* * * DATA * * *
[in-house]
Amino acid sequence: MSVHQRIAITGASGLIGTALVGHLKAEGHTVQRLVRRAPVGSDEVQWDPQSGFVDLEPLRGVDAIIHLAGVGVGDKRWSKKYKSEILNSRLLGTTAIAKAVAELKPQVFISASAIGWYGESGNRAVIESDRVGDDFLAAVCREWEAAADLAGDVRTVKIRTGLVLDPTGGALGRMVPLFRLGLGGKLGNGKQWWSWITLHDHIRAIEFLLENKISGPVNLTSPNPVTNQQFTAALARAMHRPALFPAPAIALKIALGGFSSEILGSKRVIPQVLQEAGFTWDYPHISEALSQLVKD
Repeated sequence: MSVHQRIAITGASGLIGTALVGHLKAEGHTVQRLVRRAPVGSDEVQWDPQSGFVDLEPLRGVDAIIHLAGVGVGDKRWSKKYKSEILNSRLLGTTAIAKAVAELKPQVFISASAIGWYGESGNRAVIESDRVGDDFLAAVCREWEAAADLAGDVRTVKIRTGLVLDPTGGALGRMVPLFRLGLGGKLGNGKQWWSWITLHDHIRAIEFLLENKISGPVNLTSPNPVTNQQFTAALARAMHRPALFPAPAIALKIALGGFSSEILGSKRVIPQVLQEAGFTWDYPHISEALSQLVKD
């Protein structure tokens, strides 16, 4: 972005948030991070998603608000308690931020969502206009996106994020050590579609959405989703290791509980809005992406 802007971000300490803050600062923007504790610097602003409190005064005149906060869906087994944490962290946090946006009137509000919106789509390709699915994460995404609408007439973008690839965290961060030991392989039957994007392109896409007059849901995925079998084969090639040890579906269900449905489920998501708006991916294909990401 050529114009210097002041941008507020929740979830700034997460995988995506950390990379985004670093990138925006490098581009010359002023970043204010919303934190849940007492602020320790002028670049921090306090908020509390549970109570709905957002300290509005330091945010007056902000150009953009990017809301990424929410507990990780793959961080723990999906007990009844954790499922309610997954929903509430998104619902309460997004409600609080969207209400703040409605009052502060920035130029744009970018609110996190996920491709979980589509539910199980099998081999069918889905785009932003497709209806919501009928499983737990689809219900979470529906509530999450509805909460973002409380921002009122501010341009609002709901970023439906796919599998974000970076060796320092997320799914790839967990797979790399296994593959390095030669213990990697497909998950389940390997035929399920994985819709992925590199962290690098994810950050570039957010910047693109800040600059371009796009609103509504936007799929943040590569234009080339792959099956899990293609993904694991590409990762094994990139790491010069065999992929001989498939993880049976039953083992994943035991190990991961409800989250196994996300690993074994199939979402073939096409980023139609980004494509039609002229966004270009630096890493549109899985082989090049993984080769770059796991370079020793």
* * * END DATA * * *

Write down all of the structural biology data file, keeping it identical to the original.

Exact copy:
[in-house]
Amino acid sequence: MSVHQRIAITGASGLIGTALVGHLKAEGHTVQRLVRRAPVGSDEVQWDPQSGFVDLEPLRGVDAIIHLAGVGVGDKRWSKKYKSEILNSRLLGTTAIAKAVAELKPQVFISASAIGWYGESGNRAVIESDRVGDDFLAAVCREWEAAADLAGDVRTVKIRTGLVLDPTGGALGRMVPLFRLGLGGKLGNGKQWWSWITLHDHIRAIEFLLENKISGPVNLTSPNPVTNQQFTAALARAMHRPALFPAPAIALKIALGGFSSEILGSKRVIPQVLQEAGFTWDYPHISEALSQLVKD
Repeated sequence: MSVHQRIAITGASGLIGTALVGHLKAEGHTVQRLVRRAPVGSDEVQWDPQSGFVDLEPLRGVDAIIHLAGVGVGDKRWSKKYKSEILNSRLLGTTAIAKAVAELKPQVFISASAIGWYGESGNRAVIESDRVGDDFLAAVCREWEAAADLAGDVRTVKIRTGLVLDPTGGALGRMVPLFRLGLGGKLGNGKQWWSWITLHDHIRAIEFLLENKISGPVNLTSPNPVTNQQFTAALARAMHRPALFPAPAIALKIALGGFSSEILGSKRVIPQVLQEAGFTWDYPHISEALSQLVKD
């Protein structure tokens, strides 16, 4: 972005948030991070998603608000308690931020969502206009996106994020050590579609959405989703290791509980809005992406 802007971000300490803050600062923007504790610097602003409190005064005149906060869906087994944490962290946090946006009137509000919106789509390709699915994460995404609408007439973008690839965290961060030991392989039957994007392109896409007059849901995925079998084969090639040890579906269900449905489920998501708006991916294909990401 050529114009210097002041941008507020929740979830700034997460995988995506950390990379985004670093990138925006490098581009010359002023970043204010919303934190849940007492602020320790002028670049921090306090908020509390549970109570709905957002300290509005330091945010007056902000150009953009990017809301990424929410507990990780793959961080723990999906007990009844954790499922309610997954929903509430998104619902309460997004409600609080969207209400703040409605009052502060920035130029744009970018609110996190996920491709979980589509539910199980099998081999069918889905785009932003497709209806919501009928499983737990689809219900979470529906509530999450509805909460973002409380921002009122501010341009609002709901970023439906796919599998974000970076060796320092997320799914790839967990797979790399296994593959390095030669213990990697497909998950389940390997035929399920994985819709992925590199962290690098994810950050570039957010910047693109800040600059371009796009609103509504936007799929943040590569234009080339792959099956899990293609993904694991590409990762094994990139790491010069065999992929001989498939993880049976039953083992994943035991190990991961409800989250196994996300690993074994199939979402073939096409980023139609980004494509039609002229966004270009630096890493549109899985082989090049993984080769770059796991370079020793």